Author: Annemieke Groenenboom
Advice on a healthy lifestyle is important, but not the sole key to reducing health disparities. It’s the societal issues, such as poverty, that we need to address. ‘Recognize the issues and seek new forms of collaboration,’ says Karien Stronks (Amsterdam UMC). She discusses ‘how’ during the Preventive Health Conference.
“People in lower socioeconomic groups live an average of 7 years less than people in higher socioeconomic groups and become ill up to 25 years earlier. They often face less favorable living conditions, such as financial stress, an uncertain housing situation, or physically demanding work. Factors like income, education level, and migration background are the most influential. In simple terms, the higher up the social ladder, the greater the chance of a healthy life,” explains Stronks, professor of Public Health at Amsterdam UMC.
“Although we often identify these living conditions as the primary cause of health disparities, we still frequently seek solutions through an individual approach. For instance, guiding people to adopt a healthy lifestyle. However, many studies show that this approach is not sustainable,” says Stronks. “By doing so, you disregard the external influences to which people in lower socioeconomic groups are exposed. Someone living unhealthily due to financial stress gains little from lifestyle advice if it’s not accompanied by financial assistance.”
“Experts also tend to develop too many interventions that primarily benefit people in higher socioeconomic groups, where the conditions are much more favorable. Think of supplementary forms that are only shared in Dutch or contain complex language. With this, we (unintentionally) exacerbate the problem. Therefore, we need to take into account the living conditions of people in lower socioeconomic groups more, or even better, improve the conditions themselves, for instance by providing more financial security or creating a safe and healthy living environment.”
A Different Perspective
Stronks: “Many experts are involved with people in lower socioeconomic groups. Think of governments when it comes to social security, private entities concerning a healthy food environment, or schools, public health services (GGDs), and parents who have a direct impact on the well-being of young individuals. Many of them attend the Preventive Health Conference, and I challenge them to view their own work through the lens of health disparities. What are you doing? What does your approach achieve for people with health disparities, or does it mainly benefit those in higher socioeconomic groups? And how can it be improved?”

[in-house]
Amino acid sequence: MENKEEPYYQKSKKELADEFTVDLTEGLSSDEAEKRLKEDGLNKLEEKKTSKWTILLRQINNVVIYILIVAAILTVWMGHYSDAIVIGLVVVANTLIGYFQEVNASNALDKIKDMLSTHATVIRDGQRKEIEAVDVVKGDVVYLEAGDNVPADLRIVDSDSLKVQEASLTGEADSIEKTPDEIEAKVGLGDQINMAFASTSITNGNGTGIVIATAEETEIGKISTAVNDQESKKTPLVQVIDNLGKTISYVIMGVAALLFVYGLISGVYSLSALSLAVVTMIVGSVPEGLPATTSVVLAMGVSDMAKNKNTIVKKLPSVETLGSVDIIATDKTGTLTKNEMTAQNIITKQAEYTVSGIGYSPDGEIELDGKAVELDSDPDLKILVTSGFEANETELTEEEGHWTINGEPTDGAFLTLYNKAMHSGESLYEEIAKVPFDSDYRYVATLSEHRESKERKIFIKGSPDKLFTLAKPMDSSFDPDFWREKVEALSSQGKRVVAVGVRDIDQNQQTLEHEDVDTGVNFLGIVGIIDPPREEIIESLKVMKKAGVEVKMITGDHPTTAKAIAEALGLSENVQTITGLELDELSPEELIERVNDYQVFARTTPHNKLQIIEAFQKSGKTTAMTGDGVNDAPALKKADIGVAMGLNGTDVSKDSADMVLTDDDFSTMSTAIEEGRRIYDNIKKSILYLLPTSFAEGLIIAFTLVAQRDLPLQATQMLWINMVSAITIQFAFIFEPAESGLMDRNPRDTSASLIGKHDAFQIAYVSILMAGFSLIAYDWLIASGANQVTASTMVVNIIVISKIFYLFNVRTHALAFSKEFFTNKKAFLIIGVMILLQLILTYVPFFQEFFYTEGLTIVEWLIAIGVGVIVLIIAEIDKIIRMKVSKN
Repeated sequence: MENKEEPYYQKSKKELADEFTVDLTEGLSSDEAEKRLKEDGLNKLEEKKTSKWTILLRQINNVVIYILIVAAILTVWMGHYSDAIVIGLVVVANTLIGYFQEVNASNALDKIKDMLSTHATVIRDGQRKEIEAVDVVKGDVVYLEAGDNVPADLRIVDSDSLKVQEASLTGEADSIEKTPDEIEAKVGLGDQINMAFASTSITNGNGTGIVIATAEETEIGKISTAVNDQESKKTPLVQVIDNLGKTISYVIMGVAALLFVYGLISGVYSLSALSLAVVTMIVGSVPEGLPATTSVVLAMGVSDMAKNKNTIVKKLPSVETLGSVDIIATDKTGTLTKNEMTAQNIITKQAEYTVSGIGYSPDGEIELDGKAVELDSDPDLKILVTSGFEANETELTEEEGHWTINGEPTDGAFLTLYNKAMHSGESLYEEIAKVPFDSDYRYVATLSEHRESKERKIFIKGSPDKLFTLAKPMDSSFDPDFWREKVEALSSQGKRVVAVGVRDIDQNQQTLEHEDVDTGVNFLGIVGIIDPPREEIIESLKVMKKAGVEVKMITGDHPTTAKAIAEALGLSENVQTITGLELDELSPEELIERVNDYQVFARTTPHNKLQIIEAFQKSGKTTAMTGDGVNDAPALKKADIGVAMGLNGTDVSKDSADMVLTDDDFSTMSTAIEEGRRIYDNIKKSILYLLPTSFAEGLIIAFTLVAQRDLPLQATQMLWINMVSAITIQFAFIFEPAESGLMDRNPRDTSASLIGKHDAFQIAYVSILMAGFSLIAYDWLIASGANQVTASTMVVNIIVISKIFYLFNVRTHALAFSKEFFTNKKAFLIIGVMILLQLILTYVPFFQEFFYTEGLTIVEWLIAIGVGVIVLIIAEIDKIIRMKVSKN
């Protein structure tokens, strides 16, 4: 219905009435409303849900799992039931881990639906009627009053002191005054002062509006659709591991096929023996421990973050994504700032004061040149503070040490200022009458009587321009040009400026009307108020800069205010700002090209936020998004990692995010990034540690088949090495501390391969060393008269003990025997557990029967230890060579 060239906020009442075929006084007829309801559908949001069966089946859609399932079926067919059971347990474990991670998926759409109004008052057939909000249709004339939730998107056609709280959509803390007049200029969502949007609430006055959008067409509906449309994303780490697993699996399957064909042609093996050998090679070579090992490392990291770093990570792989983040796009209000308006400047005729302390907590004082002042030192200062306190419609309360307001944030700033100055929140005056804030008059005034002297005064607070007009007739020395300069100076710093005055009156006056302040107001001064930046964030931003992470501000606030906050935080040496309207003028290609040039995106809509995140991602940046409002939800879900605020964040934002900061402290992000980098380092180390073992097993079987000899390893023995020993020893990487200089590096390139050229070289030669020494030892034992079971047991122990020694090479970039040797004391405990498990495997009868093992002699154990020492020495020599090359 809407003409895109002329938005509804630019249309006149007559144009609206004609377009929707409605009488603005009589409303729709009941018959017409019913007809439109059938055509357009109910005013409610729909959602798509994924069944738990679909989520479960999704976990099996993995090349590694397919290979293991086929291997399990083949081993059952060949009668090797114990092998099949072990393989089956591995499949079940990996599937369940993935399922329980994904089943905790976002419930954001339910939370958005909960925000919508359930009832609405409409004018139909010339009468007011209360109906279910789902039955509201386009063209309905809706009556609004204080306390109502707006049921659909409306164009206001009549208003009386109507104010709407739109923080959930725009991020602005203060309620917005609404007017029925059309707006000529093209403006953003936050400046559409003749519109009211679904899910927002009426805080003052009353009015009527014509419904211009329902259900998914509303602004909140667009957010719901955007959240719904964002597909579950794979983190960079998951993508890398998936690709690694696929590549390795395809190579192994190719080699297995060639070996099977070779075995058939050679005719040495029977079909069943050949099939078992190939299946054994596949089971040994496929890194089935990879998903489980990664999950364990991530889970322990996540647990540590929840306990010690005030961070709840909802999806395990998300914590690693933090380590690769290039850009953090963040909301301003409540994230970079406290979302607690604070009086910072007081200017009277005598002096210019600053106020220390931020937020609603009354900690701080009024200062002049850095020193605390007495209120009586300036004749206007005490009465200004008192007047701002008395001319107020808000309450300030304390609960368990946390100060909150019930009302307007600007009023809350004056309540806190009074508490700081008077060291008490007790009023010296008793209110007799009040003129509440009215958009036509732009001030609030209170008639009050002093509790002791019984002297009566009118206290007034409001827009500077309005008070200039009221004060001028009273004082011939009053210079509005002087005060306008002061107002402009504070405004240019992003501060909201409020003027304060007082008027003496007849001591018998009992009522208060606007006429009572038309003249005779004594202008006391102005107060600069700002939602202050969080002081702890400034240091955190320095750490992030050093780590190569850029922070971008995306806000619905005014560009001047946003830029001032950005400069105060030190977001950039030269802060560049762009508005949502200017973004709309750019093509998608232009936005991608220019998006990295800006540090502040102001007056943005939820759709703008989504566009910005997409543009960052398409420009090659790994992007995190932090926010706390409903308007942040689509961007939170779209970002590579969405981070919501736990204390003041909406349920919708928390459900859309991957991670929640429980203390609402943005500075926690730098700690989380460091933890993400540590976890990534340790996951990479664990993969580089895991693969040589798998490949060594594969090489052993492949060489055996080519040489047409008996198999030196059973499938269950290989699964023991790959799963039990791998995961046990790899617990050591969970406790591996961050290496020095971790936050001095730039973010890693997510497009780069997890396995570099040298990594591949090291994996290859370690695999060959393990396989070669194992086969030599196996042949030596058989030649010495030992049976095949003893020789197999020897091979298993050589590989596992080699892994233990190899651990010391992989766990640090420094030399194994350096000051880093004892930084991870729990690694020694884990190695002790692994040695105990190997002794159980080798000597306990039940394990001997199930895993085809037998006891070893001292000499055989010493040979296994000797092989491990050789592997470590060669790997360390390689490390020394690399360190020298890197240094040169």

“By first reflecting on your own role and acknowledging the complexity of the issue, you can arrive at more effective solutions. We need each other’s support for this,” Stronks argues. “From your own position, you only see a small part of the whole, while we are all part of a system. It’s only when you recognize the interplay between all the factors influencing the lives of people in lower socioeconomic groups that you know which levers to turn.”
“We applied such a systemic approach in the LIKE project aimed at reducing health disparities among children aged 10-14. We conducted an analysis of environmental factors, their interactions, and how they contribute to unhealthy behaviors. This allowed us to pinpoint the root of the problem and then work on solutions. Based on this, we developed strategies to promote healthy behaviors in various parts of the system.”
Stronks concludes: “I don’t have the illusion that health disparities will completely disappear, but together, we can certainly reduce them. I hope for fruitful discussions during the Conference, but also for new insights and collaborations.”
Preventive Health Conference 2023
Want to hear more from Karien Stronks? Join us on the 7th of december for our annual Preventive Heath Conference, with insights from 20+ brilliant speakers, interdisciplinary discussions, invaluable insights, and strategies to promote effective preventive health practices. Join keynote speaker Karien Stronks as she delves into the need for innovative methodologies and the essential role of municipal-level collaboration with stakeholders.